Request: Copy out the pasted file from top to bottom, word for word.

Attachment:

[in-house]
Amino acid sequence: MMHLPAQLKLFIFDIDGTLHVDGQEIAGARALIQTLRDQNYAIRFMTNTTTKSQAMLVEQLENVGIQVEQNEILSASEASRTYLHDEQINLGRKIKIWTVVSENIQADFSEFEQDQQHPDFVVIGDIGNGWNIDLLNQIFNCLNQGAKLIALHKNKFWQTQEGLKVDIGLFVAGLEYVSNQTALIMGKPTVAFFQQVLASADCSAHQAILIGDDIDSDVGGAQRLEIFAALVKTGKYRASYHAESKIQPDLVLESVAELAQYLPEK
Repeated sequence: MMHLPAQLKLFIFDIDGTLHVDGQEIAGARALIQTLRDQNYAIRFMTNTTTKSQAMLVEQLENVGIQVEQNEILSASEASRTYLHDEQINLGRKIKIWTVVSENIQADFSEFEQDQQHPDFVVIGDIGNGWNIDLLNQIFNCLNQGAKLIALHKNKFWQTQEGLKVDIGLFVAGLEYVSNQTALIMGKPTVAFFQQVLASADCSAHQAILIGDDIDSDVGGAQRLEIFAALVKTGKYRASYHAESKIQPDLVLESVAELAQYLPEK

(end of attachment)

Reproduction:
[in-house]
Amino acid sequence: MMHLPAQLKLFIFDIDGTLHVDGQEIAGARALIQTLRDQNYAIRFMTNTTTKSQAMLVEQLENVGIQVEQNEILSASEASRTYLHDEQINLGRKIKIWTVVSENIQADFSEFEQDQQHPDFVVIGDIGNGWNIDLLNQIFNCLNQGAKLIALHKNKFWQTQEGLKVDIGLFVAGLEYVSNQTALIMGKPTVAFFQQVLASADCSAHQAILIGDDIDSDVGGAQRLEIFAALVKTGKYRASYHAESKIQPDLVLESVAELAQYLPEK
Repeated sequence: MMHLPAQLKLFIFDIDGTLHVDGQEIAGARALIQTLRDQNYAIRFMTNTTTKSQAMLVEQLENVGIQVEQNEILSASEASRTYLHDEQINLGRKIKIWTVVSENIQADFSEFEQDQQHPDFVVIGDIGNGWNIDLLNQIFNCLNQGAKLIALHKNKFWQTQEGLKVDIGLFVAGLEYVSNQTALIMGKPTVAFFQQVLASADCSAHQAILIGDDIDSDVGGAQRLEIFAALVKTGKYRASYHAESKIQPDLVLESVAELAQYLPEK